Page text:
May 8, 2011

Queer Review: Women in Revolt (1971)

Women in Revolt
Director: Paul Morrissey
Writer: Paul Morrissey
Cast: Candy Darling, Jackie Curtis, Holly Woodlawn

This Warhol Factory production attempts to satirize the Women's Liberation movement. Unfortunately, Women in Revolt is so painful an experience to watch, that I believe viewing it should be covered by 8th Amendment to the Constitution (the one about Cruel and Unusual Punishment).

Three women Candy (Candy Darling), Jackie (Jackie Curtis), and Holly (Holly Woodlawn) played by men in drag, come together to create a women's liberation movement called P.I.G. (Politically Involved Girls) and become lesbians. We the audience are then subjected to scene after scene - thankfully interrupted by some lengthy scenes of extended nudity - where these characters sit around and complain to each other about the evils of men and how tragic their miserable lives are.

The Queering
Women in Revolt was made by under the auspices of the Warhol Factory shortly after the attempted murder of Andy Warhol by radical feminist Valerie Solanas. It is not hard therefore, to see Warhol and company aiming the "satire" of Women in Revolt at Solanas. There is an obvious kinship between P.I.G. and the S.C.U.M (Society for Cutting Up Men) Manifesto which was written by Solanas. I can understand the sentiment as I imagine Warhol was not exactly a fan of Solanas after that event. However, there is no excuse for him to have foisted this unfunny dung pile upon the public at large.

I suppose on one hand, there will be those who leap to write/director Paul Morrissey's defense here and argue that there is some sort of artistic vision driving the movie's nearly incoherent plot forward. These people will probably point out the symbolism and shocking irony of having most of the nudity provided by the men rather then the women.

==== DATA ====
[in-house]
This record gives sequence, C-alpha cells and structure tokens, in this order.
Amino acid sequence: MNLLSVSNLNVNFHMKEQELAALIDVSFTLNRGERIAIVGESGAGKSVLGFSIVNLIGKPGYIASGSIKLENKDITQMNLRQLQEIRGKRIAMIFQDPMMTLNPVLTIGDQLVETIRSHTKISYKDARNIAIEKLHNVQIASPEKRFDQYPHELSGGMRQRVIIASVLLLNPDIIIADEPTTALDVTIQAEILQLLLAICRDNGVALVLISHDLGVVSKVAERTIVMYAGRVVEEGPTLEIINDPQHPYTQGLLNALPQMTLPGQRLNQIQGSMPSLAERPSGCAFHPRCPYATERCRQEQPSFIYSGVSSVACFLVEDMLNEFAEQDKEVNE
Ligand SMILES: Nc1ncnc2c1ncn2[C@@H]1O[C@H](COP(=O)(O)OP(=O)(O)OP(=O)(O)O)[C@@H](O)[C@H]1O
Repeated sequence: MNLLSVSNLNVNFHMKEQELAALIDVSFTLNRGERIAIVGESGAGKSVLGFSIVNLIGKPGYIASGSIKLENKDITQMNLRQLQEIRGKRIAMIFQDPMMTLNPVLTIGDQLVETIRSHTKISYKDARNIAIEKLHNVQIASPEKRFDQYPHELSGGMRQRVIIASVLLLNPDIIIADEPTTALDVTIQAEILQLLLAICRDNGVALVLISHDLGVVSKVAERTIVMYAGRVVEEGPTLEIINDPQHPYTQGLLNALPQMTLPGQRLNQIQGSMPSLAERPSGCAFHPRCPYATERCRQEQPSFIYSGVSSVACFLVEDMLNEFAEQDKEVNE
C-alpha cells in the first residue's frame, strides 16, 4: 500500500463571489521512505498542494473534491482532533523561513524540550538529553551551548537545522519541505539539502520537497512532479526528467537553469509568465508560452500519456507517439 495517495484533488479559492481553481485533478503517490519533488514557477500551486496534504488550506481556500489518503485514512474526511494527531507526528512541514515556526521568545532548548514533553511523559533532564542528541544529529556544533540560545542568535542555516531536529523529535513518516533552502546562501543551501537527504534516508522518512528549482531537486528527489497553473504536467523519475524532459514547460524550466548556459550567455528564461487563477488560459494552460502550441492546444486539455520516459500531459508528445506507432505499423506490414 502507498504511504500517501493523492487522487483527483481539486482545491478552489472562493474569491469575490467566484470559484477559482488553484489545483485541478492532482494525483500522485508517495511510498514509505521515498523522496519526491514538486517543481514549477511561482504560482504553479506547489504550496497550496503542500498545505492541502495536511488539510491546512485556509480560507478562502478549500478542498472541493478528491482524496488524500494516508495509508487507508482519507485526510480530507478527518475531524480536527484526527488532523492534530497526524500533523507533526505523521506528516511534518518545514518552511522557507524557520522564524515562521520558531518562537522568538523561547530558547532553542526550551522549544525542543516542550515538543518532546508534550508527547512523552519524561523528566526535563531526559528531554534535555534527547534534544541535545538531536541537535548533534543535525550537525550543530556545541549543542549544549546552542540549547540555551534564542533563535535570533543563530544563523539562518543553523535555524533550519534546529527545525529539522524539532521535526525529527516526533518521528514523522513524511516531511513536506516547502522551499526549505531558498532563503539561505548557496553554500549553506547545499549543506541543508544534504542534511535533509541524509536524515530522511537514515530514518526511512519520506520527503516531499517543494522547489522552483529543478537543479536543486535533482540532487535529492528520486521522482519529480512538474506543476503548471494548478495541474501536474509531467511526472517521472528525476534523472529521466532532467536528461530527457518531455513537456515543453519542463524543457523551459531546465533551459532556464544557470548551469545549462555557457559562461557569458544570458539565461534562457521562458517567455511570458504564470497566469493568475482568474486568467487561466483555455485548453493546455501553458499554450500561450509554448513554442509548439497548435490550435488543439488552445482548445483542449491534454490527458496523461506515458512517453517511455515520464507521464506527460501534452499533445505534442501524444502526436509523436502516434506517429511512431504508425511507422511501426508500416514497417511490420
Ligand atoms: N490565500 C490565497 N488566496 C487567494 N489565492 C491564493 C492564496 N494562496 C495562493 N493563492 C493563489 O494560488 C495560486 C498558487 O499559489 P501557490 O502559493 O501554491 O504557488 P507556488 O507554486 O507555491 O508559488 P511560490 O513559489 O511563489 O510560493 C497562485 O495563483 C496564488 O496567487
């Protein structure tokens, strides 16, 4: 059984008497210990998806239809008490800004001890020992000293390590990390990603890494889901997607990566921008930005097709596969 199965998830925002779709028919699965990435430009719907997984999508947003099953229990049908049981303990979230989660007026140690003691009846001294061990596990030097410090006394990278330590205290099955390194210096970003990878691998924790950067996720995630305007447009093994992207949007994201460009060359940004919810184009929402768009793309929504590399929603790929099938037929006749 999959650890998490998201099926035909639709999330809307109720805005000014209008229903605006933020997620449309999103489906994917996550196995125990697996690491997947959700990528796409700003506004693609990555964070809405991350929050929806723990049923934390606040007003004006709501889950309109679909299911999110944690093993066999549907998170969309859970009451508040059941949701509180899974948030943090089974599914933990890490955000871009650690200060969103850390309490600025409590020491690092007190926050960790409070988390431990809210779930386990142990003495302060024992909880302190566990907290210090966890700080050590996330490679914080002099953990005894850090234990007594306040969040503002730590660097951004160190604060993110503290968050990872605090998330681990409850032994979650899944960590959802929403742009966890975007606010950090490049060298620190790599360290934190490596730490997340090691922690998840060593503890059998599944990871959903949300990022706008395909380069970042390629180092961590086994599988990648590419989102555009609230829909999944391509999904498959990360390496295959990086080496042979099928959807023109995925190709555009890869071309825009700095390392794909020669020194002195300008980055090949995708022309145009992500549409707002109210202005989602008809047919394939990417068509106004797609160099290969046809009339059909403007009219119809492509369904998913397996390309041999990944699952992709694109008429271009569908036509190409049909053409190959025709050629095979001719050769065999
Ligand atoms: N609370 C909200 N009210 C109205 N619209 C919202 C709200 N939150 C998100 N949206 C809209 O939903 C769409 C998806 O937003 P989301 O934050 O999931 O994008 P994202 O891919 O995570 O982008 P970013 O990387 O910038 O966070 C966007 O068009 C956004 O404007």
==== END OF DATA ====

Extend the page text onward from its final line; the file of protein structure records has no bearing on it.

I, however, find no difficulty in calling a pretentious pile of **** a pretentious pile of ****. After watching Women in Revolt I can only say that I developed an even deeper appreciation of Born in Flames, which was another low budget, pro-feminist independent film and that I kept thinking of fondly while watching this movie.

Let's start with the acting. The only nice thing I can say here is that some of the better performers did not grate on my nerves quite so much as the worst performers did. At least a few of them were obviously high while they were filming their scenes.

As for the production values, the camera work appears to have been done by somebody with only the dimmest sense of where they should be pointing the camera and the editing done by a drunken person with access to only a chainsaw and scotch tape. As for the writing, I am guessing that the dialog was developed using a technique that is now commonly referred to as mumblecore, although if there had been more mumbling and less screeching this film would have been a little easier to bear.

The only positive aspect of this movie is that there is a fairly large amount of male nudity and some female nudity. Although, if that is what one wants, one would be best served by watching porn, as most pornos would have better acting, writing, and production values than Women in Revolt

Too many revolting characteristics to be worth watching. Avoid at all costs.

The Rating

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